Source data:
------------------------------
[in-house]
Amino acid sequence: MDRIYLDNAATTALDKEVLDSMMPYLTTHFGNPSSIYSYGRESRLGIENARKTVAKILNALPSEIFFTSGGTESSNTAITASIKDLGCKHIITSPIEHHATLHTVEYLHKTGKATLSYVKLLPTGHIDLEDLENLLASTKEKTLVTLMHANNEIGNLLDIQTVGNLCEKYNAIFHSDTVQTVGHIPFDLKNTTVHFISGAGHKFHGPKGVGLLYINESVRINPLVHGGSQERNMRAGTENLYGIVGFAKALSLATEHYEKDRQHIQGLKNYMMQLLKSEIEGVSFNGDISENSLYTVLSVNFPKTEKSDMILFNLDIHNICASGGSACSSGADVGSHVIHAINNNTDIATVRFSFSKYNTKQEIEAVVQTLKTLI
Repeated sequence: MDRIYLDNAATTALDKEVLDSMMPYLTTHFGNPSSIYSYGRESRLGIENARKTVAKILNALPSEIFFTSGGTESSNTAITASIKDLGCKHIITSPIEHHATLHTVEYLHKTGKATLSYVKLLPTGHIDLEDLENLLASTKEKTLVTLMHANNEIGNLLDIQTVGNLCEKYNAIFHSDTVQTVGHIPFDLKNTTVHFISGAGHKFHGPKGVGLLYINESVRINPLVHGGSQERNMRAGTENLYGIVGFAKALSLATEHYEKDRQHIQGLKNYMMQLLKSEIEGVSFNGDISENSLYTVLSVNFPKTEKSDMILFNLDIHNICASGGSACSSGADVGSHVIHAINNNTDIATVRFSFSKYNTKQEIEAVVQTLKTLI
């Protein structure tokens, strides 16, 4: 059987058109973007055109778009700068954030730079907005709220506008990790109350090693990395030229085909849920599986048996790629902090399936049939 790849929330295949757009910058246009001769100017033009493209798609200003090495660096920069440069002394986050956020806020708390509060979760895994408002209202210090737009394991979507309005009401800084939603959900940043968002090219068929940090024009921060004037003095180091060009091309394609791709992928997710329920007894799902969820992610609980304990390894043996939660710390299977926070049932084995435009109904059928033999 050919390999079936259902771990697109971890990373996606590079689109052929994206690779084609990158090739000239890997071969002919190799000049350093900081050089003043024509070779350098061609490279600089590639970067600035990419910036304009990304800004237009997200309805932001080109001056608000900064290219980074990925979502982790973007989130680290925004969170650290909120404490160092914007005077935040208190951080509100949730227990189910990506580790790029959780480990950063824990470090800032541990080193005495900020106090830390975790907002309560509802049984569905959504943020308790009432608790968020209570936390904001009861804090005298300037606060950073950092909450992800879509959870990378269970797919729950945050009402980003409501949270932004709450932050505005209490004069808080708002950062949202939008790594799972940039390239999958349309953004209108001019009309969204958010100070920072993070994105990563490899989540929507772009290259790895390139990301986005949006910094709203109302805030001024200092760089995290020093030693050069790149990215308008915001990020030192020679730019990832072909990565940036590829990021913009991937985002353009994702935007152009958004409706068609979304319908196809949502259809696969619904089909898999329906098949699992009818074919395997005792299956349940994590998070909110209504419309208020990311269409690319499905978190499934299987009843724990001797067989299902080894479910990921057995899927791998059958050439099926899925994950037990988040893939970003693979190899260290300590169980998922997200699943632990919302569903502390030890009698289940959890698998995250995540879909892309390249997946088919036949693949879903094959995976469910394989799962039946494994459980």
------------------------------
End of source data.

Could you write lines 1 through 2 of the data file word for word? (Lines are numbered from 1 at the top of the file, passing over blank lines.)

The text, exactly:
[in-house]
Amino acid sequence: MDRIYLDNAATTALDKEVLDSMMPYLTTHFGNPSSIYSYGRESRLGIENARKTVAKILNALPSEIFFTSGGTESSNTAITASIKDLGCKHIITSPIEHHATLHTVEYLHKTGKATLSYVKLLPTGHIDLEDLENLLASTKEKTLVTLMHANNEIGNLLDIQTVGNLCEKYNAIFHSDTVQTVGHIPFDLKNTTVHFISGAGHKFHGPKGVGLLYINESVRINPLVHGGSQERNMRAGTENLYGIVGFAKALSLATEHYEKDRQHIQGLKNYMMQLLKSEIEGVSFNGDISENSLYTVLSVNFPKTEKSDMILFNLDIHNICASGGSACSSGADVGSHVIHAINNNTDIATVRFSFSKYNTKQEIEAVVQTLKTLI